Tag Archives: drama

The Importance of Being Earnest by Oscar Wilde

22 Mar

As I’ve mentioned before, Oscar Wilde is quite the well-beloved literary figure, and why not? We’ve already gone over his fun, flamboyant, ridiculous self before, I won’t repeat myself here. But who couldn’t use a little more of his humor nowadays? “The Importance of Being Earnest” is probably one of his best known plays, and one of his funniest works, in my humble opinion. So if you can’t get enough of Mr. Wilde, look no further than “The Importance of Being Earnest.”

Published: 1895

Quick Read?: For sure.

Difficulty: Not very. Do slow down for all of Wilde’s clever wordplay and jokes, however!

Synopsis: In a classic case of identity switcheroo, the play opens with protagonists Algernon and Ernest in London. Ernest is deeply in love with Gwendolyn, Algernon’s cousin, but it Algernon soon realizes Ernest isn’t really Ernest (or earnest) at all, but is actually Jack.  Ernest is merely the name he uses while gallivanting in the city, for when Ernest goes home to his sister in the country, he doesn’t want her to know his “double life” partying and having a merry time in the city (this was before the days of embarrassing facebook photo tags, of course).  When Ernest/Jack goes to finally propose to Gwendolyn, however, he must fight off her cranky grandmother Lady Bracknell, who sees Ernest/Jack as “unsuitable.” Yet it turns out Gwendolyn only loves Ernest/Jack for one reason–his name “Ernest.” The story further complicates and becomes hilariously entangled when Ernest/Jack returns to the country with Algernon, only to have Algernon learn that Cecily is in love with him (though they have never met), and he falls for her, but not without a few complexities along the way.

Why this book? Oscar Wilde is hilarious, timelessly so. While it’s a fun play to watch, it’s just as fun to read, and great if you want a quick laugh. It’s a personal favorite of mine, out of what I’ve read of his works–others have not agreed with me, but I think it’s a definite classic, and a worthy one to have stored away in your literary arsenal.

If nothing else, this is the book for anyone with a love of clever wordplay. The most obvious of these wordplays is on the name “Ernest” and the adjective “earnest,” of course, but nonetheless, it’s a satisfying work that is never dull or boring. Nothing slows down the pace or keeps the laughter at bay.

If Tyra Banks and Oscar Wilde had lived during the same time period, Tyra would've said "Irish eyes are sm-eye-sing!"

Some neat-o facts:

  • Wilde cultivated the social wit he employs throughout this play through his social interactions in London with famous artists, playwrights, writers, and the late 19th century upper-crust. I get the feeling “The Importance of Being Earnest” had some basis in his experiences, but I can’t say that for a fact.
  • The play also makes fun of the Victorian melodrama, a popular theatrical genre at the time in England. The drama in this work is so over the top, even for Wilde, there was no mistaking its poking fun at other works during that time period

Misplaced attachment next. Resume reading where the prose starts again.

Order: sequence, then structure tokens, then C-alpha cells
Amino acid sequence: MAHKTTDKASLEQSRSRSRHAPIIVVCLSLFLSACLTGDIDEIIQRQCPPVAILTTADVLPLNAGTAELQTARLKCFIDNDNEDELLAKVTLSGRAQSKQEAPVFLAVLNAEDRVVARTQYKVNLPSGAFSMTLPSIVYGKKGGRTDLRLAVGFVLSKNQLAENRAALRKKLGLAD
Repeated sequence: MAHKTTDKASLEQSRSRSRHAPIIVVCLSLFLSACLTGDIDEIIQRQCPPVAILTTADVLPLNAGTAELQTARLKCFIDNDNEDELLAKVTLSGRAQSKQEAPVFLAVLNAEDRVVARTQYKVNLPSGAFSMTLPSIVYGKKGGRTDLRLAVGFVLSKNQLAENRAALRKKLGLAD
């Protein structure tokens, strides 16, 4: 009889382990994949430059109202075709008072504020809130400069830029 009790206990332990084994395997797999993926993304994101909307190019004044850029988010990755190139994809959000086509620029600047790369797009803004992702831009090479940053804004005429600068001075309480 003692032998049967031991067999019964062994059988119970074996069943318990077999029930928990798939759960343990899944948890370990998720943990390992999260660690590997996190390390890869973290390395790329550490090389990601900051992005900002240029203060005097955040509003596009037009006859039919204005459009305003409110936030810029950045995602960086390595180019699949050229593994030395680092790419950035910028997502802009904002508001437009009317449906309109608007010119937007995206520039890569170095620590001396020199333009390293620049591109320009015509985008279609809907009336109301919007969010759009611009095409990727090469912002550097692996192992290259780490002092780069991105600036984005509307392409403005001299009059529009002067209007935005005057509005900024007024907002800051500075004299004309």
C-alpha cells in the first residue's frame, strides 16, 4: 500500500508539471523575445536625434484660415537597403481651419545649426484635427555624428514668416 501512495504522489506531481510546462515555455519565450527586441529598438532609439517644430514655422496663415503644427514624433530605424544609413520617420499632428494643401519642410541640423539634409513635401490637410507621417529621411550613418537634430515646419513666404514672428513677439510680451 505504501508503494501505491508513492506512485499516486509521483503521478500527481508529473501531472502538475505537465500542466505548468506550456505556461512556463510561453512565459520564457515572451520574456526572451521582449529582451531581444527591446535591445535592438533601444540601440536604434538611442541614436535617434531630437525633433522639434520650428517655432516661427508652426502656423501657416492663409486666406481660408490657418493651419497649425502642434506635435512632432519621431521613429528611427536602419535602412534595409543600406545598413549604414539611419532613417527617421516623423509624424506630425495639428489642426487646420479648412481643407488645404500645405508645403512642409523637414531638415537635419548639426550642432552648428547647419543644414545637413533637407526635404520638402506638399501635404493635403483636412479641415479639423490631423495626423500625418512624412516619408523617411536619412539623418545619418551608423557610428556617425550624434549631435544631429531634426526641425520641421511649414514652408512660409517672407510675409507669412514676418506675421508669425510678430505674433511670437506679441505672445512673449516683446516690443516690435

If you like this, try: The Picture of Dorian Gray by Wilde; any play by George Bernard Shaw; Orlando by Virginia Woolf; Sense and Sensibility by Jane Austen.

And for those of you who are film-inclined, here’s the movie trailer!

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Revolutionary Road by Richard Yates

6 Jul

Do you love stories of suburban woe? Are you at one with the irony of suburbia? Does this “The Onion” article seem hilarious to you? Well, for Frank and April Wheeler, the doomed protagonists in Richard Yates’ novel Revolutionary Road, they thought they were above all that. They thought they were in on the joke too, together, until tragically, they learn that indeed they were not.

Also, “Mad Men” fans, if you’re missing your weekly dose of Betty Melodrama, this might be your best bet till she’s back on the air sometime next year.

Revolutionary Road by Richard Yates

Published: 1961

Difficulty: Not difficult. Unless maybe you just had a bad break-up. Then yeah, this one would be hard.

Quick Read: Yes. Even more so if you have no emotions.

Synopsis: The novel opens as April Wheeler, a mother and wife still somewhat new to the Connecticut suburban lifestyle, goes on stage as the leading lady in a community theater performance. Though she is fulfilling her dream to act, the audience is not enthralled. Even her loving husband Frank tries, but cannot agree that it was a great performance. It in this argument that we see them argue, violently and angrily, on the side of the road. As the novel progresses, we learn that their impassioned relationship hinged on their eventual move to Paris that they had dreamed of as youngsters that never panned out. Frank works for the same company in New York City that his father did, and has assimilated to the commuting life, whereas April is still reckless (and yes, “Mad Men”er’s, she’s not a great mom). As Frank’s gaze begins to wander and April learns she may need to perform an unspeakable act, they try to repair their relationship by attempting to move to Paris, an idea that stuns their friends and neighbors who themselves have strong feelings about the Wheelers themselves. Yet when the trip falls through, it seems that tragedy must inevitably strike the couple and leave them scarred forever.